>>>>>> cdef map[c_string, deque[myUpdateStruct]] myUpdates
>>>>>> 
>>>>>> cdef shared_ptr[CRecordBatch] batch # This is populated by a scanner
of
>>>>>> .parquet files
>>>>>> 
>>>>>> cdef int64_t batch_row_index = 0
>>>>>> while batch_row_index < batch.get().num_rows():
>>>>>> 
>>>>>> name_buffer = (<CBaseBinaryScalar*>GetResultValue(names.get().\
>>>>>> 
>>>>>> GetScalar(batch_row_index)).get()).value
>>>>>> 
>>>>>> name = <char *>name_buffer.get().data()
>>>>>> 
>>>>>> value = (<CDoubleScalar*>GetResultValue(values.get().\
>>>>>> 
>>>>>> GetScalar(batch_row_index)).get()).value
>>>>>> 
>>>>>> checksum = (<CInt64Scalar*>GetResultValue(checksums.get().\
>>>>>> 
>>>>>> GetScalar(batch_row_index)).get()).value
>>>>>> 
>>>>>> newUpdate = myUpdateStruct(value, checksum)
>>>>>> 
>>>>>> if myUpdates.count(name) <= 0:
>>>>>> 
>>>>>> myUpdates[name] = deque[myUpdateStruct]()
>>>>>> 
>>>>>> myUpdates[name].push_front(newUpdate)
>>>>>> 
>>>>>> if myUpdates[name].size() > 1024:
>>>>>> 
>>>>>> myUpdates[name].pop_back()
>>>>>> 
>>>>>> batch_row_index += 1
>>>>>> ```
>>>>>> 
>>>>>> This takes 107minutes to iterate through the first 290GB of data.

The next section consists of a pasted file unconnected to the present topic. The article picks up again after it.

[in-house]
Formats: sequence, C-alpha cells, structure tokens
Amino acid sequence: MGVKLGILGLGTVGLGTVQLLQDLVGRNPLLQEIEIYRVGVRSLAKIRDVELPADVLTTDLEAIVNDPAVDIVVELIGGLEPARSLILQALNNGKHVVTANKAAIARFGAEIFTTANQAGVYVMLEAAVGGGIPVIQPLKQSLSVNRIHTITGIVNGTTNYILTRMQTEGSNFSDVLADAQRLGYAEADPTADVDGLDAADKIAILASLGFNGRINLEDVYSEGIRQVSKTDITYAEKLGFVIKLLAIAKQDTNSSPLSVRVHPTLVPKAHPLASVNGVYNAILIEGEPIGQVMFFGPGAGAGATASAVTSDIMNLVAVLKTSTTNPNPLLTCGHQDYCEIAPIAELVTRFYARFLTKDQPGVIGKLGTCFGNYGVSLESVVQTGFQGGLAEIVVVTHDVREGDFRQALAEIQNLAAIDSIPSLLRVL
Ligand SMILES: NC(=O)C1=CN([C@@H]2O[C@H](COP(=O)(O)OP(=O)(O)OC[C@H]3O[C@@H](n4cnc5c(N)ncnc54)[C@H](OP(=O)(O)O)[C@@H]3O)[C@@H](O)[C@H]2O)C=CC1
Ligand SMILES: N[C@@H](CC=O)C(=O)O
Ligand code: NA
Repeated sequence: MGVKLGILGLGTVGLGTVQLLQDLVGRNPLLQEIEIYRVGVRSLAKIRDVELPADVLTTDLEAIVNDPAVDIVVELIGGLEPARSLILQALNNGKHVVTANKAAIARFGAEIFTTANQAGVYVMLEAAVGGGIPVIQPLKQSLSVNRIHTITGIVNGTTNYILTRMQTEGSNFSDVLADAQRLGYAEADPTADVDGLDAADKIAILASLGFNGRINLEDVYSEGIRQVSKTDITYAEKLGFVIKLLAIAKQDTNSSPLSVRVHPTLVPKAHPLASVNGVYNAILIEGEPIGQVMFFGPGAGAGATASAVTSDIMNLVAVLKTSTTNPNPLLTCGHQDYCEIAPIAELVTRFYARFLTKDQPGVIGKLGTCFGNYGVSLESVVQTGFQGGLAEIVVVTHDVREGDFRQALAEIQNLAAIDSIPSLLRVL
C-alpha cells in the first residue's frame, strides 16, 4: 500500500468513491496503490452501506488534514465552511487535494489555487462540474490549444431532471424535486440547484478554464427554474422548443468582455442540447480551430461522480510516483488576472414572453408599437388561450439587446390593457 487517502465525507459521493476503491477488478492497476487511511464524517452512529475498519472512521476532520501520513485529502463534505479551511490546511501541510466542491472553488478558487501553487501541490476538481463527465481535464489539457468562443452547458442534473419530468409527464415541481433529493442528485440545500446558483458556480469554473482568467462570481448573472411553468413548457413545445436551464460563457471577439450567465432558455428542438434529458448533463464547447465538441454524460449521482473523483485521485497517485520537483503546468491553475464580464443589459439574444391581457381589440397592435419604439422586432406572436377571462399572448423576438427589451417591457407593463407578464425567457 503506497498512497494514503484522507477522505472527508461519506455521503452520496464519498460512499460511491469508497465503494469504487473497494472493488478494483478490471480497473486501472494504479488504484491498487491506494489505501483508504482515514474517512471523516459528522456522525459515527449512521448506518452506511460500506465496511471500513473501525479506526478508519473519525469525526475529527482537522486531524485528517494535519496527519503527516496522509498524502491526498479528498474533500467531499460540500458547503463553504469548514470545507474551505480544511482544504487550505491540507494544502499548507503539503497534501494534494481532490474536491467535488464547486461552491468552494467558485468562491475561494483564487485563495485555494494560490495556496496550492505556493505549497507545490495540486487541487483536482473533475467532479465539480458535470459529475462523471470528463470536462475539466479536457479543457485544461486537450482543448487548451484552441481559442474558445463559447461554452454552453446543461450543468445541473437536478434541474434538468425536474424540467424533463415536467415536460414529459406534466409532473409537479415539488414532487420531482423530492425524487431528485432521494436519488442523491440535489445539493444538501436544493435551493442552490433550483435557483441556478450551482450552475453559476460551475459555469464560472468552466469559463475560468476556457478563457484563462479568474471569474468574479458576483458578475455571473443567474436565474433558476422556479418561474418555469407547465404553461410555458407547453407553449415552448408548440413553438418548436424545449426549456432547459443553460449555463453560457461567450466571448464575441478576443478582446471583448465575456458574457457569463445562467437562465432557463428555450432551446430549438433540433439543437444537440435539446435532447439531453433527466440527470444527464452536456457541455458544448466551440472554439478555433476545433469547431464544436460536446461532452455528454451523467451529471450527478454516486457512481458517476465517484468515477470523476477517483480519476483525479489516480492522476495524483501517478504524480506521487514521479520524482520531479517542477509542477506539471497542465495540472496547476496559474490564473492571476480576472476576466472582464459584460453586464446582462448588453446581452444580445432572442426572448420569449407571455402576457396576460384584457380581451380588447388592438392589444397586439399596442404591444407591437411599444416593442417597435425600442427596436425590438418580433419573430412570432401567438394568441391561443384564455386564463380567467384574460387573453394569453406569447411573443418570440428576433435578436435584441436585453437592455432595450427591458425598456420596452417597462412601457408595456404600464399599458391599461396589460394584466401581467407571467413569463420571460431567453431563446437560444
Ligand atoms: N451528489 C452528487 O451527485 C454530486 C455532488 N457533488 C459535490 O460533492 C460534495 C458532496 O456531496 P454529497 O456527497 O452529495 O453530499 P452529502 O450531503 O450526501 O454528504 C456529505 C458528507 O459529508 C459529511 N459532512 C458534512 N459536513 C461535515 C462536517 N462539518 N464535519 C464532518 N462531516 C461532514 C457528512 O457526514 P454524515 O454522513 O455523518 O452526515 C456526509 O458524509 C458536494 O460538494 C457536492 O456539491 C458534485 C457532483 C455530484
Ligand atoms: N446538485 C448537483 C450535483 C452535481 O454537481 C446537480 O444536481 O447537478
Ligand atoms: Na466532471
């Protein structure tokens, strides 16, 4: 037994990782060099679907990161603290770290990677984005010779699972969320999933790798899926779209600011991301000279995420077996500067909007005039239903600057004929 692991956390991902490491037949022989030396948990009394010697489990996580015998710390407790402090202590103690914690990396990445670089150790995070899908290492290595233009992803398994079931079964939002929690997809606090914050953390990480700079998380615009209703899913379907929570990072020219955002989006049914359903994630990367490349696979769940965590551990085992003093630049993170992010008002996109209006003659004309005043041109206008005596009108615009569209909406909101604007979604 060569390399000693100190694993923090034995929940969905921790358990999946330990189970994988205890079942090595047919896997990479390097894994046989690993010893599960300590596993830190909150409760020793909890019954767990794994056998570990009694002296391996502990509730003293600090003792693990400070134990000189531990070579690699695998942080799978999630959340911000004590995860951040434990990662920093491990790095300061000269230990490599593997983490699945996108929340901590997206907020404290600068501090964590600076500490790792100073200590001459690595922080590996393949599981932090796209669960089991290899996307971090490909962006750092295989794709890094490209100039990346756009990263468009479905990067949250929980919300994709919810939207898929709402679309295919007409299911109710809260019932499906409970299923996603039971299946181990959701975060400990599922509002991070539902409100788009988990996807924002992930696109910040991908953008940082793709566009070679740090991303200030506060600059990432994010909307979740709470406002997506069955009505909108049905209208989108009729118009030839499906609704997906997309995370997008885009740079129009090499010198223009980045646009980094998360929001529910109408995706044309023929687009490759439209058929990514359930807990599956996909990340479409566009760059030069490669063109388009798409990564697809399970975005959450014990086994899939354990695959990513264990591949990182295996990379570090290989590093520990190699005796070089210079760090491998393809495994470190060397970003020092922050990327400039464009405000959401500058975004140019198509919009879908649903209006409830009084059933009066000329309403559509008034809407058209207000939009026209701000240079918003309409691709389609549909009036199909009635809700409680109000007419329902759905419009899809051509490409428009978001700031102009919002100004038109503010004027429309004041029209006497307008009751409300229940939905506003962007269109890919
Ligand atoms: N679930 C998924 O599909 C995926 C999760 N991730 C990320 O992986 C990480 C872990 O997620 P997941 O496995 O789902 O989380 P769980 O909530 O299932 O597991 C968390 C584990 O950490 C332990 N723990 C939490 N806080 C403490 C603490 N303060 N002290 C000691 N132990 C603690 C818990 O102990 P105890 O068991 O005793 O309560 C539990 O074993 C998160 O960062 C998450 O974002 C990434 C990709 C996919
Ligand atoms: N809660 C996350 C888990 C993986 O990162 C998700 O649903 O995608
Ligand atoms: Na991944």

Without
>>>>>> accessing or filtering the data in any way it takes only 12min to
read all
>>>>>> the .parquet files into RecordBatches and place them into Plasma.
>>>>>> 
>>>>>> 
>>>>>> 
>>>>>> 
>>>>>> On Wed, Apr 14, 2021 at 12:57 PM, Weston Pace < weston. pace@
gmail. com (
>>>>>> weston.pace@gmail.com ) > wrote:
>>>>>> 
>>>>>>> If you don't need the performance, you could stay in python (use
>>>>>>> to_pylist() for the array or as_py() for scalars).
>>>>>>> 
>>>>>>> 
>>>>>>> If you do need the performance then you're probably better served
getting
>>>>>>> the buffers and operating on them directly.  Or, even better,
making use
>>>>>>> of the compute kernels:
>>>>>>> 
>>>>>>> 
>>>>>>> arr = pa.array(['abc', 'ab', 'Xander', None], pa.string())
>>>>>>> desired = pa.array(['Xander'], pa.string())
>>>>>>> pc.any(pc.is_in(arr, value_set=desired)).as_py() # True
>>>>>>> 
>>>>>>> 
>>>>>>> On Wed, Apr 14, 2021 at 6:29 AM Xander Dunn < xander@ xander.
ai (
>>>>>>> xander@xander.ai ) > wrote:
>>>>>>> 
>>>>>>> 
>>>>>>>> This works for getting a c string out of the CScalar: